Preventing Obesity in Cats: A Feeding Strategy

Most veterinarians report that a higher percentage of their cat patients are overweight or obese than their dog patients. Studies tend to confirm this observation. Successful weight loss programs in cats are typically more difficult than for dogs, especially in multiple cat households.

Inter-cat dynamics and differences in eating and meal preferences complicate a one-size-fits-all weight loss solution. Prevention of obesity is important for both cats and dogs, but is paramount with cats. Following is a feeding strategy to maintain optimum weight in our feline friends.

Feed the TOTAL household calorie count. This strategy requires that the daily calorie requirement of each cat is calculated and a total for the entire household is determined. For the average 9-10 pound (ideal weight) cat, that is about 250-300 calories per day. For larger framed cats the requirements are different. Your vet can help. For those with science calculators the formula is:

[100 x (Ideal body weight in lbs./2.2)0.67] = Daily Calorie Requirement

Once the total household calorie requirement is determined, the calorie density of the food is the next math step. Cat food makers are not required to disclose the calorie content of their food on the label. If it is not available, you may have to consult the company website. Once that information is found the total amount of food is calculated to meet the calorie needs of the total household. Are you frustrated yet?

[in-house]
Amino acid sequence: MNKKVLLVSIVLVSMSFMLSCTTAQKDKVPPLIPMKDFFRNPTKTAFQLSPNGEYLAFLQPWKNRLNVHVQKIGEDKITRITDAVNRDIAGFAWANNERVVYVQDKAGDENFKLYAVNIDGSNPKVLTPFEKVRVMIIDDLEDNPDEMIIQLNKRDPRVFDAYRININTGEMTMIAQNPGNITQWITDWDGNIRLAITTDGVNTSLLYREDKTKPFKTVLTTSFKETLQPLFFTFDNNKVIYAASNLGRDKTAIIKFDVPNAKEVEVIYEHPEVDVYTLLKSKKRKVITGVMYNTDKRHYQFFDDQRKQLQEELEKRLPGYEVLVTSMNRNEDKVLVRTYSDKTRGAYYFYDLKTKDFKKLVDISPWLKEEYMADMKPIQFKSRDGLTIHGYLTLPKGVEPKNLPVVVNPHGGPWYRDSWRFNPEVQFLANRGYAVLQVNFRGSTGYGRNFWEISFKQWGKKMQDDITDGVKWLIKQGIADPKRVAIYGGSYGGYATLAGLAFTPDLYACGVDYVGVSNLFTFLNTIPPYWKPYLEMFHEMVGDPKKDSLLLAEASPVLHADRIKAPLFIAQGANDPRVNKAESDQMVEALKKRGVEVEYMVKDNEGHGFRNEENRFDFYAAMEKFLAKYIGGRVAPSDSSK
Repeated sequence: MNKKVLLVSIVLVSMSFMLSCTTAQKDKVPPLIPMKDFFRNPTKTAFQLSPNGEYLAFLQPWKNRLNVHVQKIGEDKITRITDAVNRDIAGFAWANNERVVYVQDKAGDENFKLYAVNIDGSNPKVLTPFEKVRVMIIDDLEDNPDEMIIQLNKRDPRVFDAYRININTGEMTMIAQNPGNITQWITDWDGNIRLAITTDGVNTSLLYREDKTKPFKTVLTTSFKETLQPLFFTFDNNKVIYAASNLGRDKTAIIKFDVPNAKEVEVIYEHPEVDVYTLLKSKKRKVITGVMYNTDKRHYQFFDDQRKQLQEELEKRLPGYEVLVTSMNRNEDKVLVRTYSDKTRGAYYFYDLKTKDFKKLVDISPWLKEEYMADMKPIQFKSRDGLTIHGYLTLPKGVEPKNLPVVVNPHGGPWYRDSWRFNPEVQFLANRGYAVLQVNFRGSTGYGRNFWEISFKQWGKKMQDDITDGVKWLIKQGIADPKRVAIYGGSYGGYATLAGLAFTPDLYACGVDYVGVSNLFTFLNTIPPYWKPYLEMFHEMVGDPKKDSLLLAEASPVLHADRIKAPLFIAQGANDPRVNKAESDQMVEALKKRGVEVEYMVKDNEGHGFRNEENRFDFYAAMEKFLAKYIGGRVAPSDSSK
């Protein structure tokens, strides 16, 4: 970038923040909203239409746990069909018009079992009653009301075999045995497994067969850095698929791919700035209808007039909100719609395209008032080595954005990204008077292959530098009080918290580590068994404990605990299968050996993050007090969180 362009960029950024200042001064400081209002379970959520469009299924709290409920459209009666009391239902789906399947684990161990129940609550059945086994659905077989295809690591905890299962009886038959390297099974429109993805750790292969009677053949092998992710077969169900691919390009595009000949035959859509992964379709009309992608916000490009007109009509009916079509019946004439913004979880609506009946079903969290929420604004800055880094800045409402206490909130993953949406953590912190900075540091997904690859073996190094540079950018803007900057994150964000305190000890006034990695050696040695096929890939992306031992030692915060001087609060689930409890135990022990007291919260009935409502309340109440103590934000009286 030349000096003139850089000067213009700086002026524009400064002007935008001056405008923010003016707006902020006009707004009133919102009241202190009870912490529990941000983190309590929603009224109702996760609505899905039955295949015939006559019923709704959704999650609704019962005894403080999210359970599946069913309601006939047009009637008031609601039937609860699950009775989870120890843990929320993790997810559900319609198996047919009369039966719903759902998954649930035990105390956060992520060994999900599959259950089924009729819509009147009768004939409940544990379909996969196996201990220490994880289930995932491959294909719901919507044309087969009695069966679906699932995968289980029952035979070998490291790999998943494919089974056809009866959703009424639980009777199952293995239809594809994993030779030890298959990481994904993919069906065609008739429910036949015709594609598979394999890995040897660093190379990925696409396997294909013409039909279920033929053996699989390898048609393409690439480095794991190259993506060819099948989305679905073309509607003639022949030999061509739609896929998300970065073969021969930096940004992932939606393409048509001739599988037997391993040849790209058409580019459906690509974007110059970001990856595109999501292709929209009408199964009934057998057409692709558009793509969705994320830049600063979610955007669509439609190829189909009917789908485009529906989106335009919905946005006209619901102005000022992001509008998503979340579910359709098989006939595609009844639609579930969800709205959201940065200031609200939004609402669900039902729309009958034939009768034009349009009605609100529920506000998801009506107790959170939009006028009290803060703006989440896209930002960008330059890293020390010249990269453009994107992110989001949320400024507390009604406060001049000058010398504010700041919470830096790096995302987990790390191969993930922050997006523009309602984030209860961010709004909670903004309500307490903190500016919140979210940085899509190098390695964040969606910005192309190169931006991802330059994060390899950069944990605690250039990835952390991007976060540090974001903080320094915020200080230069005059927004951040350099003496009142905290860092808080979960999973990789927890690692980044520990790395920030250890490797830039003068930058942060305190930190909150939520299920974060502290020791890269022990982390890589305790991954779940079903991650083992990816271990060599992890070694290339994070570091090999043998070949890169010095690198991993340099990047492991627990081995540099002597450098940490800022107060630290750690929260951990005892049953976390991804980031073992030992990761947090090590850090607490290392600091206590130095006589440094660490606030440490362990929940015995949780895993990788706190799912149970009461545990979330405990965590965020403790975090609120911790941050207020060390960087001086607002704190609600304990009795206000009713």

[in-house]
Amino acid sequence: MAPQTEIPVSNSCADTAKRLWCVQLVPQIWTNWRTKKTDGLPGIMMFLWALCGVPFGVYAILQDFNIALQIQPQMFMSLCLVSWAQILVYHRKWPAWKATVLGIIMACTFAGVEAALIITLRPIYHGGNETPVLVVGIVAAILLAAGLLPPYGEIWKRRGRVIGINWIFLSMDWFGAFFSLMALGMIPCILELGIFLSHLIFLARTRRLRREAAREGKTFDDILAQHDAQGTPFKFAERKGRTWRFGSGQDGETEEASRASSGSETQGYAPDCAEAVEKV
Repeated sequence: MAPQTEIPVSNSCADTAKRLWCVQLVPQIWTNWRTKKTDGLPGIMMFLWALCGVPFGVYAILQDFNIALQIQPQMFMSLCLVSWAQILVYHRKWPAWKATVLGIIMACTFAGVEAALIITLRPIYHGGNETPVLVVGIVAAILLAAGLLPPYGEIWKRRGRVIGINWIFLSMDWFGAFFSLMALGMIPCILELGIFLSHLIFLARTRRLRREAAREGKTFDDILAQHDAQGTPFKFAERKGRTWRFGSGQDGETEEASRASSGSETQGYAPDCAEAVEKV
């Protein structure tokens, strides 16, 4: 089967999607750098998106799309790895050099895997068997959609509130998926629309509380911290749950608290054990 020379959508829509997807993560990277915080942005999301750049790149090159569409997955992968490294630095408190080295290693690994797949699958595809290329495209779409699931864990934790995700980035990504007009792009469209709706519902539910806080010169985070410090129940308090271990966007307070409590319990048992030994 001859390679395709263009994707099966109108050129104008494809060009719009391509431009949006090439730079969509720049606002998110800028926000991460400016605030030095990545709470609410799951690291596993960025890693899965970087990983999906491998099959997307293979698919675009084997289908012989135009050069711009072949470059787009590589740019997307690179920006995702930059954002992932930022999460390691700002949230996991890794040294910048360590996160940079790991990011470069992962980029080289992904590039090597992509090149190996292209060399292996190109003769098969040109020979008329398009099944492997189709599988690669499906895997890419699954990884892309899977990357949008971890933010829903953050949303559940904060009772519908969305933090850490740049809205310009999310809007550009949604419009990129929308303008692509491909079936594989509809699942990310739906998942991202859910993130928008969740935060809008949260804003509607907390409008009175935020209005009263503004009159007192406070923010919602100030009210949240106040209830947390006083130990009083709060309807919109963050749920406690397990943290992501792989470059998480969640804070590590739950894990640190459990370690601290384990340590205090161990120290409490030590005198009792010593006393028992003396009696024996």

Example: All dry, kibble, free feeding a 3 average-cat household. The food contains 375 calories per cup. The household needs 750-900 calories per day. Let’s split the difference and assume 825 calories per day. The total amount of food for the household is:

825 calories divided by 375 calories per cup = 2.2 or about 2 and 1/3 cups of food per day

The rule of thumb is to have 1-2 more feeding stations than the number of cats, widely separated throughout the house or apartment. Ideally the stations should be placed in out of the way areas that require effort to access. By dividing our 2.33 cups of food we need five feeding stations with just under ½ cup of food. No other food is offered and the body condition score of each cat is monitored to ensure that all cats are competing successfully for adequate calories.

If a combination of canned and dry food is preferred, the wet calories are subtracted from the household total and the amount of dry food is re-calculated for the feeding stations. Those preferring scheduled feeding of canned only, or canned plus dry, need to calculate the needs of each cat per meal. Recent research suggests that multiple scheduled or random multiple meals increase a cat's activity level and leads to more calorie expenditure and overweight prevention.

The same researchers also documented higher activity levels when cats were offered dry kibble with the addition of water. However, the longer moistened food is left available for free feeding, the less likely it is to be consumed. Damn finicky cats.  

Some cat owners will also find that extremely dominant or submissive cats make this strategy very difficult to ensure all cats are getting their nutritional needs. Separate, isolated feeding alternatives for the dominant or submissive eater are necessary in these types of environments.

Dr. Ken Tudor

Image: Tom Thai / Flickr

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